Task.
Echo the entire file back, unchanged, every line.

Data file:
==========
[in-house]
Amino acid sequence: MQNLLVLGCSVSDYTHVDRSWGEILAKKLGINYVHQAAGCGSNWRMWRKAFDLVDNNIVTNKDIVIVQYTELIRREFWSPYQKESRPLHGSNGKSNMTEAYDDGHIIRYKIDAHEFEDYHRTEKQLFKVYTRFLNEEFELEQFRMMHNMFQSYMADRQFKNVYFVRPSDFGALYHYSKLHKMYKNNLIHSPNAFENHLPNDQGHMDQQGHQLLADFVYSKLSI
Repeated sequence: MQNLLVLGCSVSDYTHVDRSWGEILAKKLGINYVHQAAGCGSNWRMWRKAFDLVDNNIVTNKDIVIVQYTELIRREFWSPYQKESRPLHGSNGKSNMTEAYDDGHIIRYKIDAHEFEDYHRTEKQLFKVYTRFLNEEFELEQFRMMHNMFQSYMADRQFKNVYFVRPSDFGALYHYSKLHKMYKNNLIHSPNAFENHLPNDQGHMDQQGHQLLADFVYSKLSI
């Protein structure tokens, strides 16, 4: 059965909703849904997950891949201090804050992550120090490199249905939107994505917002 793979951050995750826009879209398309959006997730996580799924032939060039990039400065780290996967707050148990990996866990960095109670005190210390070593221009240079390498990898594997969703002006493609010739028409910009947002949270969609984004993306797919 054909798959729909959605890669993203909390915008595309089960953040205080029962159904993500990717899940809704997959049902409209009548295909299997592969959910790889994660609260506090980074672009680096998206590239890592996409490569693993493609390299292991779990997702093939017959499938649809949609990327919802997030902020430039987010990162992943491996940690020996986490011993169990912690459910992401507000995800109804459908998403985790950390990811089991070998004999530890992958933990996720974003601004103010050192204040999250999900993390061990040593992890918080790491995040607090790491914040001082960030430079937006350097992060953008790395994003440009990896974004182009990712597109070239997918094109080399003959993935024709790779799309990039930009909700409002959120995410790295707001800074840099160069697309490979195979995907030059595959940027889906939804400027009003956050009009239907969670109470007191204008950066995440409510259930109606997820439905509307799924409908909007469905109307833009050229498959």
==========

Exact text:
[in-house]
Amino acid sequence: MQNLLVLGCSVSDYTHVDRSWGEILAKKLGINYVHQAAGCGSNWRMWRKAFDLVDNNIVTNKDIVIVQYTELIRREFWSPYQKESRPLHGSNGKSNMTEAYDDGHIIRYKIDAHEFEDYHRTEKQLFKVYTRFLNEEFELEQFRMMHNMFQSYMADRQFKNVYFVRPSDFGALYHYSKLHKMYKNNLIHSPNAFENHLPNDQGHMDQQGHQLLADFVYSKLSI
Repeated sequence: MQNLLVLGCSVSDYTHVDRSWGEILAKKLGINYVHQAAGCGSNWRMWRKAFDLVDNNIVTNKDIVIVQYTELIRREFWSPYQKESRPLHGSNGKSNMTEAYDDGHIIRYKIDAHEFEDYHRTEKQLFKVYTRFLNEEFELEQFRMMHNMFQSYMADRQFKNVYFVRPSDFGALYHYSKLHKMYKNNLIHSPNAFENHLPNDQGHMDQQGHQLLADFVYSKLSI
């Protein structure tokens, strides 16, 4: 059965909703849904997950891949201090804050992550120090490199249905939107994505917002 793979951050995750826009879209398309959006997730996580799924032939060039990039400065780290996967707050148990990996866990960095109670005190210390070593221009240079390498990898594997969703002006493609010739028409910009947002949270969609984004993306797919 054909798959729909959605890669993203909390915008595309089960953040205080029962159904993500990717899940809704997959049902409209009548295909299997592969959910790889994660609260506090980074672009680096998206590239890592996409490569693993493609390299292991779990997702093939017959499938649809949609990327919802997030902020430039987010990162992943491996940690020996986490011993169990912690459910992401507000995800109804459908998403985790950390990811089991070998004999530890992958933990996720974003601004103010050192204040999250999900993390061990040593992890918080790491995040607090790491914040001082960030430079937006350097992060953008790395994003440009990896974004182009990712597109070239997918094109080399003959993935024709790779799309990039930009909700409002959120995410790295707001800074840099160069697309490979195979995907030059595959940027889906939804400027009003956050009009239907969670109470007191204008950066995440409510259930109606997820439905509307799924409908909007469905109307833009050229498959």